ISBN : 9780198809630
How does the idea that perception must provide reasons for our empirical judgements constrain our conception of our perceptual experiences? This volume presents ten new essays on perception which in different ways address this fundamental question. Charles Travis and John McDowell debate whether we need to ascribe content to experience in order to understand how it can provide the subject with reasons. Other essays address issues such as the following: What exactly is the Myth of the Given and why should it be worthwhile to try to avoid it? What constitutes our experiential reasons? Is it experiences themselves, the objects of experiences, or facts about our experiences? Should we conceive of experiential reasons as conclusive reasons? How should we conceive of the fallibility of our perceptual capacities if we think of experiences as capable of providing conclusive reasons? How should we conceive of the objects of experience? The contributors offer a variety of views on the reason-givi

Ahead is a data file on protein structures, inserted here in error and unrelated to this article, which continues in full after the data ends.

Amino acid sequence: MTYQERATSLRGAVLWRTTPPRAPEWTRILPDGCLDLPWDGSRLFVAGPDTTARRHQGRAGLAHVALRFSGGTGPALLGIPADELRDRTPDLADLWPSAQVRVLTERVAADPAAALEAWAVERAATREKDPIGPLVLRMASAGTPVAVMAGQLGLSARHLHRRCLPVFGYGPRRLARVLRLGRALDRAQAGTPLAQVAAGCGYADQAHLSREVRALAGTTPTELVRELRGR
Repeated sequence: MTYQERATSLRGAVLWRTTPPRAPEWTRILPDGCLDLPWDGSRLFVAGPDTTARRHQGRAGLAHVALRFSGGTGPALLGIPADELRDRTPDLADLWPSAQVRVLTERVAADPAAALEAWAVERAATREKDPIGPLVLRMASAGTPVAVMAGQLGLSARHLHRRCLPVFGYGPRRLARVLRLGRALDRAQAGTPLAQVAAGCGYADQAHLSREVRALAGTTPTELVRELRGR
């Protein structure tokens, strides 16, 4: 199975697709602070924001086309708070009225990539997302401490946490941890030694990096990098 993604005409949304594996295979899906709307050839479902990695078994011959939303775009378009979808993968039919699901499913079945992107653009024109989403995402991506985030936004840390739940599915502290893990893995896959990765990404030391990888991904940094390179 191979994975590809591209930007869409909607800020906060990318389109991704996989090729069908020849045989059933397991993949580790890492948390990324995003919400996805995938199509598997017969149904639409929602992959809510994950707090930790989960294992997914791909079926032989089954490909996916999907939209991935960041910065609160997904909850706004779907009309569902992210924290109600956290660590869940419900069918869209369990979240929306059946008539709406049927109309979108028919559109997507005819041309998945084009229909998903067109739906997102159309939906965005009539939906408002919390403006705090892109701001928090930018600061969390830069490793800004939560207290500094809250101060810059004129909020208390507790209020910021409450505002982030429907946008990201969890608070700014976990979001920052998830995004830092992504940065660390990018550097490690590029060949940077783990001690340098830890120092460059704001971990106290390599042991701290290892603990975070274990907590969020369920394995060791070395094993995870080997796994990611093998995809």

Johan Gersel and Rasmus Thybo Jensen: Introduction
Johan Gersel: The Travis-McDowell Debate
Part I: The Myth of the Given
1 John McDowell: Travis on Frege, Kant, and the Given. Comments on 'Unlocking the Outer World'
2 Charles Travis: The Move, the Divide, the Myth and its Dogma
3 Johan Gersel: What is the Myth of the Given?
4 Hannah Ginsborg: Empiricism and Normative Constraint
Part II: The Epistemology of Empirical Knowledge
5 Christopher Gauker: Do Perceptions Justify Beliefs? The Argument from 'Looks' Talk
6 Jason Leddington: Fallibility for Infallibilists
Part III: The Nature of Experience
7 Alan Millar: Perception and the Vagaries of Experience
8 Heather Logue: World in Mind: Extending Phenomenal Character and Resisting Skepticism
Part IV: The Object of Experience
9 Bill Brewer: Objects and the Explanation of Perception
10 J. J. Cunningham: Are Perceptual Reasons the Objects of Perception?